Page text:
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14th Engineers train play with the new High Mobility Engineer Excavator Type 1

When moving dirt is fun

22nd Engineer Clearance Company practice operating the High Mobility Engineer Excavator Type 1 by digging trenches at a dig site near the Off-Road Vehicle park at Joint Base Lewis-McChord. Photo credit: Spc. Loren Cook

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JOINT BASE LEWIS-McCHORD, Wash. - If you went to basic training more than a few years ago, you may remember digging a fighting position. After learning about the theory and variations of fighting positions, you had to dig your own. A "Ranger grave" was easy enough to make, but a proper fighting position took hours to dig. Privates in initial entry training have wished there was another way to dig their holes for years.

Don't tell any new recruits, but there's an easier way after all! Engineers with the 22nd Engineer Clearance Company got their hands on the new High Mobility Engineer Excavator Type 1 during operator's training earlier this week. The HMEE is capable of digging a fighting position in minutes, and can perform a wide variety of other tasks as well.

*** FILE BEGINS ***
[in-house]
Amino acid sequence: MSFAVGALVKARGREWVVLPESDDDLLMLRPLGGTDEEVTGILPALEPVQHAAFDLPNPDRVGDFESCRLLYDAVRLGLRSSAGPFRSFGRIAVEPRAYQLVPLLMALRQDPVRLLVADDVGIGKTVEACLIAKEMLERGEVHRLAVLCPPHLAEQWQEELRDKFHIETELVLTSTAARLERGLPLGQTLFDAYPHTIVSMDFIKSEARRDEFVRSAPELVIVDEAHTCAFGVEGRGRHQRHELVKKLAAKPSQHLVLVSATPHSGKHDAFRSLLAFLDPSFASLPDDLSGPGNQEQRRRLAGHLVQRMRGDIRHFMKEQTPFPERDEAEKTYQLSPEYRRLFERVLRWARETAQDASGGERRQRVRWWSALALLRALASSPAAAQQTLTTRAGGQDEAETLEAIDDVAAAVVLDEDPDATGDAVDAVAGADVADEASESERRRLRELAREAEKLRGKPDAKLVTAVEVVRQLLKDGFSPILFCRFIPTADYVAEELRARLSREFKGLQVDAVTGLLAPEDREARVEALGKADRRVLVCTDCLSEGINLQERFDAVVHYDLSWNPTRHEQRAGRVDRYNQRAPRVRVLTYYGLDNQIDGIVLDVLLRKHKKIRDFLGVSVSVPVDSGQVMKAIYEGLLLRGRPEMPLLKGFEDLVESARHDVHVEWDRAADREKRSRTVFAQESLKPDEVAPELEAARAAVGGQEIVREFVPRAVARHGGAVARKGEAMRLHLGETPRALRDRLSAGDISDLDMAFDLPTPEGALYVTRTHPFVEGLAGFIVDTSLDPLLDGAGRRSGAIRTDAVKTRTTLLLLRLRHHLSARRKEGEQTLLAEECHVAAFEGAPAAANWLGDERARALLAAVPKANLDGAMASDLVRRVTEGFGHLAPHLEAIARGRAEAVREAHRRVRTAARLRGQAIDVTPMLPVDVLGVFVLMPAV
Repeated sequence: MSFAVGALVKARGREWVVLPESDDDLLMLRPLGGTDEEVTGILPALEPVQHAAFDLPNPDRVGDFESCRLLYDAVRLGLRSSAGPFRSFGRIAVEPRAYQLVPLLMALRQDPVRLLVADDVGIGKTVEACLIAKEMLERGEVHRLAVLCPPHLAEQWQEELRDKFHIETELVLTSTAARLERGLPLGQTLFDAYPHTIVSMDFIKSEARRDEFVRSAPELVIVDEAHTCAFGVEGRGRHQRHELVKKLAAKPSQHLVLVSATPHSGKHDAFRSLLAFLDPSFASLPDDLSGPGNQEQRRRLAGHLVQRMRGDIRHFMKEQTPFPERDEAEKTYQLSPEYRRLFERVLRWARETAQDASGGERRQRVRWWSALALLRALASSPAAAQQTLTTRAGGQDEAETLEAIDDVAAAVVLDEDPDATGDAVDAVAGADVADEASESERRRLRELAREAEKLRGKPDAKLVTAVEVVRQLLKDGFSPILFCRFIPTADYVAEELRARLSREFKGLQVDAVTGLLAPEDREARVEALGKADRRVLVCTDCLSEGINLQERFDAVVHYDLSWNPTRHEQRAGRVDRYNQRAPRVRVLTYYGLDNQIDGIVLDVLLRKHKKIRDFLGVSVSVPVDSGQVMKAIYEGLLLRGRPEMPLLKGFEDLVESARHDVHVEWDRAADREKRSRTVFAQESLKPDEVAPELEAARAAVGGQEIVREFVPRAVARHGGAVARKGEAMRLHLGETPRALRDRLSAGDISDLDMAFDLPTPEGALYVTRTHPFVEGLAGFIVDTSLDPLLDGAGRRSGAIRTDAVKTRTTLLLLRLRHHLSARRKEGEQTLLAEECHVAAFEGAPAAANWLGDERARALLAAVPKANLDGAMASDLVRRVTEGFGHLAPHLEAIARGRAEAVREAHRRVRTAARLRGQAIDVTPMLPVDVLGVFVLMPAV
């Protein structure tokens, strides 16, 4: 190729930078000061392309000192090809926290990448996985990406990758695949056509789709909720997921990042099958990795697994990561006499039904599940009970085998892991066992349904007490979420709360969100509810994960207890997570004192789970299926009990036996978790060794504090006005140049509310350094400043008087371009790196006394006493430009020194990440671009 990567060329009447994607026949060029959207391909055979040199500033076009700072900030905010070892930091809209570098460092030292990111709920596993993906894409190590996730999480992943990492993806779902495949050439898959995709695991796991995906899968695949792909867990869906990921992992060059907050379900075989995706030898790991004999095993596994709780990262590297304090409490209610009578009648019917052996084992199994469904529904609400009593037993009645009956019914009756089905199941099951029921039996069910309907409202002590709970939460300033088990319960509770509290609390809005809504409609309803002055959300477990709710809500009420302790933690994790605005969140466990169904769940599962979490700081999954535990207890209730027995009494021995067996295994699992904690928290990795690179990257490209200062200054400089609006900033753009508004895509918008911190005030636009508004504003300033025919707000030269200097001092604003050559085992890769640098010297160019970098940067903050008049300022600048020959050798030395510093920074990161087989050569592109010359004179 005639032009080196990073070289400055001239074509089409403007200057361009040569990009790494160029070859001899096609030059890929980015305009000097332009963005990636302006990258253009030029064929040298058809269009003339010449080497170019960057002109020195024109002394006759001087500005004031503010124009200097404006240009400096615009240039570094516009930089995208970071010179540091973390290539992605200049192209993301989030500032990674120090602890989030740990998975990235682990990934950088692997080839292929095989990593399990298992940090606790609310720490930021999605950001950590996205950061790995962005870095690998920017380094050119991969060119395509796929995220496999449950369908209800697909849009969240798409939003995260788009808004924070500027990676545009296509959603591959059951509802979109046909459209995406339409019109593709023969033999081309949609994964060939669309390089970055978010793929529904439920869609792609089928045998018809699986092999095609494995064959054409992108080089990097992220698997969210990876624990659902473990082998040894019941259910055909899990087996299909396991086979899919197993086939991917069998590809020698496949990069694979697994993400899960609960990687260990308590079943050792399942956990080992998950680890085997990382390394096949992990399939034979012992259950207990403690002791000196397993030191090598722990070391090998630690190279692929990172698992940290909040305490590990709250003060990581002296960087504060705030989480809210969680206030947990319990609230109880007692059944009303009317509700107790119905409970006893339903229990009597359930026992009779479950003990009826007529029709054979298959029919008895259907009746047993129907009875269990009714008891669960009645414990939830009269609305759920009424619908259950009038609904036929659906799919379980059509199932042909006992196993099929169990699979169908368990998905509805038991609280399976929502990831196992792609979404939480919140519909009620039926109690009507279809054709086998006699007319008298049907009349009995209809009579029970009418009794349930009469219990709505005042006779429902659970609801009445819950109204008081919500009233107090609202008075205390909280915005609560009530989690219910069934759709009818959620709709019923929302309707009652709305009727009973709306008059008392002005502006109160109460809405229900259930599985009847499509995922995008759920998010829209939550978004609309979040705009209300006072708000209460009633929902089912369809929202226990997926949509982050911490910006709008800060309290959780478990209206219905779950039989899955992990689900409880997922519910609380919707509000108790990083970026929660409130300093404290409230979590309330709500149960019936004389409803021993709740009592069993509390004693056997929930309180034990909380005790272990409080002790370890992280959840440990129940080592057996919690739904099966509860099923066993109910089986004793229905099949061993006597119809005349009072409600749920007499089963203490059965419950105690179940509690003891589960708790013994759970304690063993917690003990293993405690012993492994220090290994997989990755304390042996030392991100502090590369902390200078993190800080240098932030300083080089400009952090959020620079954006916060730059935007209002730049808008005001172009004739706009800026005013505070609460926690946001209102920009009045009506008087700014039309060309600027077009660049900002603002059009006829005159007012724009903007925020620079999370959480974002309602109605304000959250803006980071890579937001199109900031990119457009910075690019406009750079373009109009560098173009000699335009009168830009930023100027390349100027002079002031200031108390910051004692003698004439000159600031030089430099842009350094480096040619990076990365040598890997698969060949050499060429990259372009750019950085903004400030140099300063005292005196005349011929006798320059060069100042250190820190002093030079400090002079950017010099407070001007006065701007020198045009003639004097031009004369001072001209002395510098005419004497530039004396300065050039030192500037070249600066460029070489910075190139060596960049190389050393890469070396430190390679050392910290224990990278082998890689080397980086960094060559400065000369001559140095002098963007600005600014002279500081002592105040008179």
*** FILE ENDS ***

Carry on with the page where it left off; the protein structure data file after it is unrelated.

"It's like an up-armored backhoe," said John Concepcion, an equipment instructor with the Army's Tank, Automotive, and Armaments Command (TACOM).

Route clearance companies will mainly use the HMEE to clear natural and artificial obstacles to create safe and navigable routes for U.S. forces. It can also be used to construct roads, lay power lines and create obstacles to hinder enemy forces.

After two days of classroom training, soldiers of the 22nd finally got a chance to go out and try the HMEE for themselves.

To familiarize themselves with their new equipment, soldiers drove out to an excavation site near the off-road vehicle park and practiced digging trenches.

"We are digging trenches so the operators can get more familiar with the functions of the controls and everything," said Pfc. Aaron Truman, a wheeled vehicle and construction equipment mechanic with the 22nd. "I'm not really going to be operating this equipment, but I need to know how it works if I'm going to be maintaining it."

After digging deep fighting positions in just minutes with the HMEE's backhoe, operators filled the hole back in with the front-mounted bucket loader, which can also double as a snowplow.

"Besides the backhoe and the bucket loader, there are a variety of attachments for the HMEE depending on a unit's mission," Concepcion said. "This is a route clearance company, so they get the auger, the forklift, and a street sweeper to help them accomplish their mission."

The High Mobility Engineer Excavator Type 1 might have a long name, but the HMEE and its newly-trained operators can make short work of any route clearance mission you have for them.

LINK: More photos of HMEE action

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